Facts, Not Fiction

 
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    #11
    Quote Originally Posted by Powell View Post
    There was probably need to adjust technique after the change, but also, the equipment itself evolved with time, as the producers learned how to make javelins that flew farther while conforming to the new specs. That makes it hard to really evaluate the impact of the change.
    One way to account for the transition period for design/training/coaching is to simply exclude it from the analysis so you are looking at mature event years only for both old and new spec. Of course, this will reduce the already limited data set even further.

    There is also the collapse of the eastern block and the introduction of OOC drug testing shortly after to consider. You would need to try and calculate what the new normal would be like without those in order to isolate the effect of change of specification.
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    #12
    Quote Originally Posted by Powell View Post
    There was probably need to adjust technique after the change, but also, the equipment itself evolved with time, as the producers learned how to make javelins that flew farther while conforming to the new specs. That makes it hard to really evaluate the impact of the change.
    But there is no avoiding the fact that when they moved the center of gravity on the javelin
    6cm forward it did cause the Javelin to rotate forward earlier and force the tip down, thus reducing the distance. Yes, they did try to make adjustments at first and Seppo Raty got the WR up to 96.96. But his and Backley's javelins were declared illegal after 1991. Thus the WR went to Backley at 91.46 in 1992.
    The Javelin is a somewhat unstable event but less so after the change in design in 1986.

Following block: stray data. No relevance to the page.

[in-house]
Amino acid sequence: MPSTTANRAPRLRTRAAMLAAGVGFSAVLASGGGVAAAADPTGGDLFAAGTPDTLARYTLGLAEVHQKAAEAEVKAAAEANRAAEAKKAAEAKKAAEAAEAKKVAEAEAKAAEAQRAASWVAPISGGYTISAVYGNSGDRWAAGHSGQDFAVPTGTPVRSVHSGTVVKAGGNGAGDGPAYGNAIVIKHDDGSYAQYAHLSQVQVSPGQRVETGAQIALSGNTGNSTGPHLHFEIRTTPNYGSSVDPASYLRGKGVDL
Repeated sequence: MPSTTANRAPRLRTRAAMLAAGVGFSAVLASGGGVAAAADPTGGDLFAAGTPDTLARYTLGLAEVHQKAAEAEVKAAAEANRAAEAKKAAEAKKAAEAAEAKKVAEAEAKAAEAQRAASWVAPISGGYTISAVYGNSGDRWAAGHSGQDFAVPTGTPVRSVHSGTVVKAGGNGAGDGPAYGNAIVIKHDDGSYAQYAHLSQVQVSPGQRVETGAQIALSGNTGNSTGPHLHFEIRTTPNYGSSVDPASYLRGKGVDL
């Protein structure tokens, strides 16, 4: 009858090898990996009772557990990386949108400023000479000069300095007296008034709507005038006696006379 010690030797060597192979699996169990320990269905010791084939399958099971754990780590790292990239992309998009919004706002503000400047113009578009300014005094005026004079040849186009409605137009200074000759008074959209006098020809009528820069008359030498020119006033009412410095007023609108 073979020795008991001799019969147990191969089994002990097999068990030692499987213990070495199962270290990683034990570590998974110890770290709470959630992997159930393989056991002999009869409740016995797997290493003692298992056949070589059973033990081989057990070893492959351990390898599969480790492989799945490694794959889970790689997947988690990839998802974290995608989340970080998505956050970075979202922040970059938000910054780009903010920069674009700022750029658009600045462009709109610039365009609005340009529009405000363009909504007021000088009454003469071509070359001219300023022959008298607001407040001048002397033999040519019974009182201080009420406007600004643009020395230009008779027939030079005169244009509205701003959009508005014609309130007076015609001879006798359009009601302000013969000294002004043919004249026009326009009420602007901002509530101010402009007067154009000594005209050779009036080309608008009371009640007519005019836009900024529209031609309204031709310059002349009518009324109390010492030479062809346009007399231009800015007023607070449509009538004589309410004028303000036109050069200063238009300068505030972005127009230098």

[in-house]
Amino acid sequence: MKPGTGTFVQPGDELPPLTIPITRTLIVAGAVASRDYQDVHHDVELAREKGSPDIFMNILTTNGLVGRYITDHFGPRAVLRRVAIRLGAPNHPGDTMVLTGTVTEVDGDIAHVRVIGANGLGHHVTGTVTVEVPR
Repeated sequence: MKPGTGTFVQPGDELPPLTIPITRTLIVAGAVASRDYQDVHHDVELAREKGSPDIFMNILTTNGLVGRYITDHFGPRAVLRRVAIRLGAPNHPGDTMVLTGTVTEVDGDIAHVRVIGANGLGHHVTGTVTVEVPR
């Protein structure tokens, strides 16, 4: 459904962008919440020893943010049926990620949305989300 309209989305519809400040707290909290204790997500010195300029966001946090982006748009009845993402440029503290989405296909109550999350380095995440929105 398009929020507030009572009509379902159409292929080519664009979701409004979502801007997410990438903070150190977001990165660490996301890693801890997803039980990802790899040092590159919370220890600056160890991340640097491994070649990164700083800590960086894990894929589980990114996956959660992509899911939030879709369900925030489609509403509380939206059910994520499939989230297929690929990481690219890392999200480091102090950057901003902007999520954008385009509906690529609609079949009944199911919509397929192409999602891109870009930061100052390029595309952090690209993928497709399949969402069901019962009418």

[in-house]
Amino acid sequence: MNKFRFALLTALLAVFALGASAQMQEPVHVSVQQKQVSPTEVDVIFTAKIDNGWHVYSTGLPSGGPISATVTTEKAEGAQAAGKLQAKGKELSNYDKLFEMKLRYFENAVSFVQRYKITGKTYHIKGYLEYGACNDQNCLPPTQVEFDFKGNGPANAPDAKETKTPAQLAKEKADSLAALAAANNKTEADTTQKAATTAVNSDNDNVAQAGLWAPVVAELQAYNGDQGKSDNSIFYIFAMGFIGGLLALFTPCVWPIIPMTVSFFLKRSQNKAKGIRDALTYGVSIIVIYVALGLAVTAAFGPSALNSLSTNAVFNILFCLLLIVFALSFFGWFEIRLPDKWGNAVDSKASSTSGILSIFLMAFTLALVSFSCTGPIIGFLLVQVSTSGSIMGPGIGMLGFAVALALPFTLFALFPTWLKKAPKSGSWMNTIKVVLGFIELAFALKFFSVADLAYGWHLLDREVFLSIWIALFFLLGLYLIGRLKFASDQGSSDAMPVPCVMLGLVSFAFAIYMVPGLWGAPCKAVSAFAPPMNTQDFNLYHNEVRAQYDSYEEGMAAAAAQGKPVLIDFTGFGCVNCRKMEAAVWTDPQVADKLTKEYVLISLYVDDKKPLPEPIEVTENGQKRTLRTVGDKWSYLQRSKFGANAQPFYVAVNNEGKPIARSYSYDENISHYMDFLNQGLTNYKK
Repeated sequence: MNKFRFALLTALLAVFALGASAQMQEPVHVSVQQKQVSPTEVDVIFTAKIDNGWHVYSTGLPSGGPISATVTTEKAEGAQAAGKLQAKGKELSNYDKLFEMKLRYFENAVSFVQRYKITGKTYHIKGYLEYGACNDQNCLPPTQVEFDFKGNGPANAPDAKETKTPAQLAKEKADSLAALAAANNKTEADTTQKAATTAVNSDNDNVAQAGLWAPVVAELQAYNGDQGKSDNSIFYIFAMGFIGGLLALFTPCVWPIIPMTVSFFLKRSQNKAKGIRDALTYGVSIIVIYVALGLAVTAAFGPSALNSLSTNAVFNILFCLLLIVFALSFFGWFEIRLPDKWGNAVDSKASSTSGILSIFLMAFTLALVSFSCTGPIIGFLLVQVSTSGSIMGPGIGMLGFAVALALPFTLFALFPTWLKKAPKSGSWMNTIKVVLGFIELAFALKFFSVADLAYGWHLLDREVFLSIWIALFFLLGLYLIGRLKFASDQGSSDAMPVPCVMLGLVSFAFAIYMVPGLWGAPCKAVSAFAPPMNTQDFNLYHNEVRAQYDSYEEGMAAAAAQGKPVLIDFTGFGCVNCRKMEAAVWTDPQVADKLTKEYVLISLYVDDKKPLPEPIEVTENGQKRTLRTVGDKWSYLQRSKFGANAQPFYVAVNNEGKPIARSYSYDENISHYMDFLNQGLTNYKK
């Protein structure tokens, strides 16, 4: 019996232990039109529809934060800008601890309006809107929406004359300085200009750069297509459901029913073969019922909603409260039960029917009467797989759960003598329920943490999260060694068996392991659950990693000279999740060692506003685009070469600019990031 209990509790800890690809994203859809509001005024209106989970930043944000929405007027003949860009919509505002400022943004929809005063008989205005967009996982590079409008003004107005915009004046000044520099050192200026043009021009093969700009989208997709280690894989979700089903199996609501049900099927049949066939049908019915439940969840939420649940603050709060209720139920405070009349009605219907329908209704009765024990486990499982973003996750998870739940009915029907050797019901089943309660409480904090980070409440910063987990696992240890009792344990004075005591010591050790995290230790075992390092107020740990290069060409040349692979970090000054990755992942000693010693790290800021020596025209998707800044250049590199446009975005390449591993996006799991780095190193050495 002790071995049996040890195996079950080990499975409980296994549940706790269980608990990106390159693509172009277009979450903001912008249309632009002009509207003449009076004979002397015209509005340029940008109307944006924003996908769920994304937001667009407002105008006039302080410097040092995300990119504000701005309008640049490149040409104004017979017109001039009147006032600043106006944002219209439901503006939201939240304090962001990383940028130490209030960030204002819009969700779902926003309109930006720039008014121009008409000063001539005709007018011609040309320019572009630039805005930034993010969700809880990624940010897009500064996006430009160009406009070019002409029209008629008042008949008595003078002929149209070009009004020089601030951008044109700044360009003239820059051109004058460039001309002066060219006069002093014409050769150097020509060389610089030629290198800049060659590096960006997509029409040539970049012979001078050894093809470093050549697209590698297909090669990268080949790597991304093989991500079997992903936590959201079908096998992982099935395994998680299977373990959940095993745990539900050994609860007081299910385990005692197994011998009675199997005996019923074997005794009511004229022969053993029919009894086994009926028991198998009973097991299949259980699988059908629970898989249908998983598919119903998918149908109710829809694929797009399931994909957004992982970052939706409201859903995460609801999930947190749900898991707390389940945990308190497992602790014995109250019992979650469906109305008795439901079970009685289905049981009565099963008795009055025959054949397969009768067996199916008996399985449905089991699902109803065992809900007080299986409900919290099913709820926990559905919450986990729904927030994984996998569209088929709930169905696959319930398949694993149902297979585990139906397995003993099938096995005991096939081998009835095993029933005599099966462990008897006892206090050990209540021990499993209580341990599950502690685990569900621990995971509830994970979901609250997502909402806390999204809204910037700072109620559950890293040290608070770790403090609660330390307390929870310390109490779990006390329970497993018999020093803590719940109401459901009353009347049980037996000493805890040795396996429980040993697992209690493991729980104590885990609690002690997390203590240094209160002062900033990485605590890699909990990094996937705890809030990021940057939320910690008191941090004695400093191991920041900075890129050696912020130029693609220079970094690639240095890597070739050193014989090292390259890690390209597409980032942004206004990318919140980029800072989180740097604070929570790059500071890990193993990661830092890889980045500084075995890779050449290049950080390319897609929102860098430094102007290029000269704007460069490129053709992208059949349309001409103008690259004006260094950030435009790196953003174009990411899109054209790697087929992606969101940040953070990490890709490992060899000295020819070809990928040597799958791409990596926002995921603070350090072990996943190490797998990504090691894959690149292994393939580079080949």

Personally I think Hohn could have thrown in the high 90's with the new specs and I also believe Zelezny could have thrown 105 with the old specs!!
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    #13
    Incidentally, IAAF's all-time top lists seem to be botched in this respect. Ršty's 96.96 is not there but Kimmo Kinnunen's 90.82 is, even though both were made with the rough-tail javelin that was declared illegal afterwards.

    https://www.iaaf.org/records/all-tim...Day=2019-08-24
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    #14
    Quote Originally Posted by Per Andersen View Post
    Personally I think Hohn could have thrown in the high 90's with the new specs and I also believe Zelezny could have thrown 105 with the old specs!!
    I went back to the new list and found all throwers with old and new distances. This only added a few more throwers than Petranoff but here's the table anyway:

    Athlete Old New Loss
    Tom Petranoff 99.72 89.16 10.56
    Viktor Yevsyukov 93.70 85.16 8.54
    Einar VilhjŠlmsson 92.42 86.80 5.62
    Dag Wennlund 92.20 85.02 7.18
    Klaus Tafelmeier 91.44 86.64 4.80
    Tapio Korjus 89.30 86.50 2.80

    While the linear relationship in the chart might look seductive, it is based on a small sample, so doesn't take into account whether the loss is greater due to aging or reduced due to career developement.
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    #15
    Here's the Old (503 throws) v New (345) by each metre in a chart.

    I've included both the raw numbers as a percentage of the total to account for the disparity in overall numbers.

    You might be surprised at the relativities in the 88m range.